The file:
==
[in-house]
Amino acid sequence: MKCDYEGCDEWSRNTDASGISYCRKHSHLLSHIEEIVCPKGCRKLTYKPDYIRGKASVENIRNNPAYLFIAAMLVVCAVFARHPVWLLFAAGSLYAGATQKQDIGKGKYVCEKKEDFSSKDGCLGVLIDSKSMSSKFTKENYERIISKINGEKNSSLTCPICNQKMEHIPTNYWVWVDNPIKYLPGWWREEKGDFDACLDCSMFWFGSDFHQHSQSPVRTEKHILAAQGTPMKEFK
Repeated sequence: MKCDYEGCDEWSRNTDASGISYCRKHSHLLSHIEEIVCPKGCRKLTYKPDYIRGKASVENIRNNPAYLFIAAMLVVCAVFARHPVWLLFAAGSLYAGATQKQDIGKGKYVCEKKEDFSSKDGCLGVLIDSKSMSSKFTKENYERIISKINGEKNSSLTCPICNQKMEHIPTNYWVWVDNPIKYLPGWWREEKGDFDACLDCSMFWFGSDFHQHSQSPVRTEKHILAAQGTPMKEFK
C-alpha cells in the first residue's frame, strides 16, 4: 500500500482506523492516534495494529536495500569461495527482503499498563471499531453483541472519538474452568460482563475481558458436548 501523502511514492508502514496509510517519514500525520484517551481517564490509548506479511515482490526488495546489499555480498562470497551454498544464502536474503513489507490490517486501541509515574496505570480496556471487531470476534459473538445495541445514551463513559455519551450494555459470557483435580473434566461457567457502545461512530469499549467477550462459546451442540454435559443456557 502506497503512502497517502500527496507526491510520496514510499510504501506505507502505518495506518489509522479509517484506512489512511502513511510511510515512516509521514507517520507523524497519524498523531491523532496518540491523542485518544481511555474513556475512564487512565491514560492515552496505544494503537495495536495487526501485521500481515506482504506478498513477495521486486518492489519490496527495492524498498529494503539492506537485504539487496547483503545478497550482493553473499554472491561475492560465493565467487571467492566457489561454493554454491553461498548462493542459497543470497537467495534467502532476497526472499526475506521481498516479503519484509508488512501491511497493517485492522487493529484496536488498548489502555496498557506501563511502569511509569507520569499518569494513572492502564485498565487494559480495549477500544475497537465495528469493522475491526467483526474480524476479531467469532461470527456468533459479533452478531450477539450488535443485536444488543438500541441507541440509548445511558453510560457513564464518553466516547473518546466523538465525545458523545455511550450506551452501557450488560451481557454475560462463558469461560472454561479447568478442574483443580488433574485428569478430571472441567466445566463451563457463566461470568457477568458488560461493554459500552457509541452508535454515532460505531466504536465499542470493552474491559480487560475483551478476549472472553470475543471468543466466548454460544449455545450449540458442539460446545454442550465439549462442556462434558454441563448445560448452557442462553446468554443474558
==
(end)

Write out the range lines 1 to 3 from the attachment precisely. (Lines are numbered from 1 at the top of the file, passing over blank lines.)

[in-house]
Amino acid sequence: MKCDYEGCDEWSRNTDASGISYCRKHSHLLSHIEEIVCPKGCRKLTYKPDYIRGKASVENIRNNPAYLFIAAMLVVCAVFARHPVWLLFAAGSLYAGATQKQDIGKGKYVCEKKEDFSSKDGCLGVLIDSKSMSSKFTKENYERIISKINGEKNSSLTCPICNQKMEHIPTNYWVWVDNPIKYLPGWWREEKGDFDACLDCSMFWFGSDFHQHSQSPVRTEKHILAAQGTPMKEFK
Repeated sequence: MKCDYEGCDEWSRNTDASGISYCRKHSHLLSHIEEIVCPKGCRKLTYKPDYIRGKASVENIRNNPAYLFIAAMLVVCAVFARHPVWLLFAAGSLYAGATQKQDIGKGKYVCEKKEDFSSKDGCLGVLIDSKSMSSKFTKENYERIISKINGEKNSSLTCPICNQKMEHIPTNYWVWVDNPIKYLPGWWREEKGDFDACLDCSMFWFGSDFHQHSQSPVRTEKHILAAQGTPMKEFK